Boris Johnson denies he 'failed to isolate after close contact with aide who got COVID'

Boris Johnson was reportedly in contact with an aide who later tested positive for COVID while giving his New Year's message on 31 December 2020. (YouTube)
Boris Johnson was reportedly in contact with an aide who later tested positive for COVID while giving his New Year's message on 31 December 2020. (YouTube)

Boris Johnson has denied a claim he failed to self-isolate after close contact with an aide who caught coronavirus.

The Daily Mirror reported on Tuesday that the prime minister did not quarantine after a staff member tested positive for COVID-19.

According to the newspaper, a Downing Street videographer who later tested positive was “close” to Johnson as he recorded his official New Year’s message on 31 December 2020.

The Mirror said the staff member told Number 10 and that colleagues who had also been in the room were asked to self-isolate for 10 days, but that Johnson was not among them.

According to government guidance at the time, people who had been within two metres of someone for more than 15 minutes who later tested positive were required to self-isolate.

Watch: Boris Johnson says no new restrictions despite Omicron surge

Read more: Everyone will get COVID more than once during their lives, scientist says

Downing Street insisted the prime minister had been socially distanced from the videographer.

A spokesperson told the newspaper: “The prime minister was socially distanced from the individual who subsequently tested positive and the duration of the filming was shorter than 15 minutes.

“This has been reaffirmed by those present. He was not advised to isolate as the rules did not require him to do so.”

LONDON, ENGLAND - JANUARY 05: Britain's Prime Minister, Boris Johnson attends a news conference in response to the ongoing situation with the coronavirus disease (COVID-19) pandemic, inside 10 Downing Street on January 5, 2021 in London, England. As the UK records over 60,000 new cases in one day of Covid-19 for the first time and 830 daily deaths, the Prime Minister takes questions from the press. Johnson announced yesterday that England would enter a third national lockdown to try and curb the spread of the virus. (Photo by Hannah McKay - WPA Pool/Getty Images)
Prime minister Boris Johnson announcing England's third national lockdown on 5 January 2021. (Getty Images)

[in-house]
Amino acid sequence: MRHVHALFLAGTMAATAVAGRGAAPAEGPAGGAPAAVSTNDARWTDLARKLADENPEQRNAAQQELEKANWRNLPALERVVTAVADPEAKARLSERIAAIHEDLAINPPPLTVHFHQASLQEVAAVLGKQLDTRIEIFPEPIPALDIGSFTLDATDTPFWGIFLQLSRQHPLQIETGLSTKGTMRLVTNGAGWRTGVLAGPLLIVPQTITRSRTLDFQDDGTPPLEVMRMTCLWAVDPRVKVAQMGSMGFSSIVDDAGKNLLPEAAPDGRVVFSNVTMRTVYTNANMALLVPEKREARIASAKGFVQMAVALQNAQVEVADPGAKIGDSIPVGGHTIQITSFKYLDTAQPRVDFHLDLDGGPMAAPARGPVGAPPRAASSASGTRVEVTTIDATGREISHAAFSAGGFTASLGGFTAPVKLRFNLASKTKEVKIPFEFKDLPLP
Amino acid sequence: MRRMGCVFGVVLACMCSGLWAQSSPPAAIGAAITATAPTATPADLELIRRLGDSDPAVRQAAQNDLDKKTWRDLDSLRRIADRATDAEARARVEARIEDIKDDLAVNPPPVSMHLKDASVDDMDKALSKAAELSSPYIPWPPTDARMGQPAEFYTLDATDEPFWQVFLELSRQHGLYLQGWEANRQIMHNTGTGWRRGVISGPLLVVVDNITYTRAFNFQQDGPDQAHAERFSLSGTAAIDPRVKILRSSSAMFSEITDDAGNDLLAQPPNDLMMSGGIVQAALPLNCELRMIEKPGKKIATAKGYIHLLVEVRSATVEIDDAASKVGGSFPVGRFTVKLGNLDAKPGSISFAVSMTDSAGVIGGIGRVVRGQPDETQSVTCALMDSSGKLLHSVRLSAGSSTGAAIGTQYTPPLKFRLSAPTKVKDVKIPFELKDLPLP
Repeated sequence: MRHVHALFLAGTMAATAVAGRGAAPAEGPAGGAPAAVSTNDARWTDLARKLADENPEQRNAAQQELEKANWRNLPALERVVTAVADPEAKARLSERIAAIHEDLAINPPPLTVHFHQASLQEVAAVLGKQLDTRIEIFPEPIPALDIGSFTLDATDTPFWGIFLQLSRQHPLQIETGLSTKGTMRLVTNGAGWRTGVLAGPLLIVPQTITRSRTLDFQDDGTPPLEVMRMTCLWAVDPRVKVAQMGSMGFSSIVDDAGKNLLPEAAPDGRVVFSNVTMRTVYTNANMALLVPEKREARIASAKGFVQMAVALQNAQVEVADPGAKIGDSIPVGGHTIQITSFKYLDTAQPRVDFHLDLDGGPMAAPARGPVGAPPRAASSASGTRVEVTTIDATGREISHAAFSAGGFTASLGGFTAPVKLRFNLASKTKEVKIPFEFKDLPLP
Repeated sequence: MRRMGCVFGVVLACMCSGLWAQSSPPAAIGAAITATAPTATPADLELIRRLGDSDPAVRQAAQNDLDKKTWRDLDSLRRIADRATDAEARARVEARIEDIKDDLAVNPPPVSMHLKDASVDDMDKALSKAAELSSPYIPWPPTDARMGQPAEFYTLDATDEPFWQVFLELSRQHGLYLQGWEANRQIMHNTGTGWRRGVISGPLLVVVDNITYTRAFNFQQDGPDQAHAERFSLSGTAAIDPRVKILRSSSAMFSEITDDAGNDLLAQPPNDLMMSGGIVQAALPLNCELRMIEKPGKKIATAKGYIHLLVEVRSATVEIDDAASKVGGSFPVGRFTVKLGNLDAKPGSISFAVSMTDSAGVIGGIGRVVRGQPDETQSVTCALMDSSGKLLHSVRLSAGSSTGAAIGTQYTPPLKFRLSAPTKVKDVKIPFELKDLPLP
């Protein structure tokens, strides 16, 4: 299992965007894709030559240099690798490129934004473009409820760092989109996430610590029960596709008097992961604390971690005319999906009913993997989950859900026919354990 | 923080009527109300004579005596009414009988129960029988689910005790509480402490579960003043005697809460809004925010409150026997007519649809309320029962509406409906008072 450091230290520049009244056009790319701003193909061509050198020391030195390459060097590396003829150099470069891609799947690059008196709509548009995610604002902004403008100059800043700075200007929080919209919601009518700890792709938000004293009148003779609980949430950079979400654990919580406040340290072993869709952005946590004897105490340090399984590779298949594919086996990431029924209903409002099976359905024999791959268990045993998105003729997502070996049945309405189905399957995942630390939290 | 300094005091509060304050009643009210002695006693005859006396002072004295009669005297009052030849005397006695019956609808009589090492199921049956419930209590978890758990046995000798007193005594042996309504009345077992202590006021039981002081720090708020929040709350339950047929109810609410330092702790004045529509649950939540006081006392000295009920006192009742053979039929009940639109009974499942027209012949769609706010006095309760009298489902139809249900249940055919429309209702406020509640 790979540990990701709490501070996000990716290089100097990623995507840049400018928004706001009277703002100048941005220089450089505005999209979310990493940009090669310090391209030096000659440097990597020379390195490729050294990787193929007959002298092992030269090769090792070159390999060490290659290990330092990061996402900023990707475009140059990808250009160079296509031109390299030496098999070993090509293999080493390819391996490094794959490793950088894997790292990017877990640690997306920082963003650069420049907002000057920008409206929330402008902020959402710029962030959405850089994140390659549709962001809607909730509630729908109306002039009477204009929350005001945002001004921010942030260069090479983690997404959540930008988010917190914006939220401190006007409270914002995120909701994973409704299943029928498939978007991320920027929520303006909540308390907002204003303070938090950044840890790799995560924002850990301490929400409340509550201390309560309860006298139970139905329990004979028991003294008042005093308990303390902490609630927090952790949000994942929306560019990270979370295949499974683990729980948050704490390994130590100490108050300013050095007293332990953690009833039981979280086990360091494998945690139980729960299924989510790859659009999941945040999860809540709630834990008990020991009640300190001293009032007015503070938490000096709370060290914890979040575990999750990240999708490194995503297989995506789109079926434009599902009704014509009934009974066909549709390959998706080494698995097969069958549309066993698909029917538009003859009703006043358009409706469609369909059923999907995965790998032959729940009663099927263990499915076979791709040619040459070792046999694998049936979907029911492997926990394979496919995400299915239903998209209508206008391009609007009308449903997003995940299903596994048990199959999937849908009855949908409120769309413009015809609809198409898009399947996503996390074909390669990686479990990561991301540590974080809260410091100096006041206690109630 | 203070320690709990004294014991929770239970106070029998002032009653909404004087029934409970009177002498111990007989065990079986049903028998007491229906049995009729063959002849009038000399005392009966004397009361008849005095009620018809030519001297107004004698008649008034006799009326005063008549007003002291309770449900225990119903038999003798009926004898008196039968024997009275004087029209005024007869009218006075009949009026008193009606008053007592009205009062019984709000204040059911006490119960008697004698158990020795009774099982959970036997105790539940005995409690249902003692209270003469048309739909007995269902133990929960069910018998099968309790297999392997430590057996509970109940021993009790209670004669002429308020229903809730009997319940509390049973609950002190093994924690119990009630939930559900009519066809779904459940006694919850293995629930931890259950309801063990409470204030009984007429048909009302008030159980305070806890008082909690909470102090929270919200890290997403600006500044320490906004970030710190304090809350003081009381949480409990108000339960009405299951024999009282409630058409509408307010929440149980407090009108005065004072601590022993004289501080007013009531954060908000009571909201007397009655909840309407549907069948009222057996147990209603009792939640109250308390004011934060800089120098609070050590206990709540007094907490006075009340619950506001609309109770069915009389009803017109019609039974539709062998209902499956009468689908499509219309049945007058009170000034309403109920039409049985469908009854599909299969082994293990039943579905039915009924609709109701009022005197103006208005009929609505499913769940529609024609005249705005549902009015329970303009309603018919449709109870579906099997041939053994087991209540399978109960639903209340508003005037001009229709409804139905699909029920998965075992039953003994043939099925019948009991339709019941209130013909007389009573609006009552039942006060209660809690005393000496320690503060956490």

Five days after recording his new year message, Johnson announced on 5 January last year that England would go into its third national lockdown.

A source told the Mirror that the videographer had not worn a face mask and had stood “face-to-face” with Johnson for about 15 minutes.

Last July, Johnson and chancellor Rishi Sunak were forced to make a U-turn and self-isolate after health secretary Sajid Javid tested positive for coronavirus.

Initially, Johnson and Sunak had announced they would take part in a pilot daily testing scheme to avoid self-isolating.

Meanwhile, Professor Neil Ferguson, from Imperial College London, whose data was instrumental to the UK going into lockdown in March 2020, said infection rates may already be plateauing in London and that the Omicron variant numbers have been so high they cannot be sustained “forever”.

Prime Minister Boris Johnson during a visit to a vaccination hub in the Guttman Centre at Stoke Mandeville Stadium in Aylesbury, Buckinghamshire, as the booster vaccination programme continues. Picture date: Monday January 3, 2022.
Prime minister Boris Johnson during a visit to a vaccination hub at Stoke Mandeville Stadium in Aylesbury, Buckinghamshire, on Monday. (PA)

He told BBC Radio 4’s Today programme on Tuesday: “I think I’m cautiously optimistic that infection rates in London in that key 18 to 50 age group – which has been driving the Omicron epidemic – may possibly have plateaued.

“It’s too early to say whether they’re going down yet, but I think… this epidemic has spread so quickly in that group it hasn’t had time to really spread into the older age groups, which are at much greater risk of severe outcomes and hospitalisation, so we may see a different pattern in hospitalisations.

“Hospitalisations are still generally going up across the country and we may see high levels for some weeks.

“I would say that, with an epidemic which has been spreading so quickly and reaching such high numbers, it can’t sustain those numbers forever, so we would expect to see case numbers start to come down in the next week, maybe already coming down in London, but in other regions a week to three weeks.”

Watch: What is a Rapid Lateral Flow Test?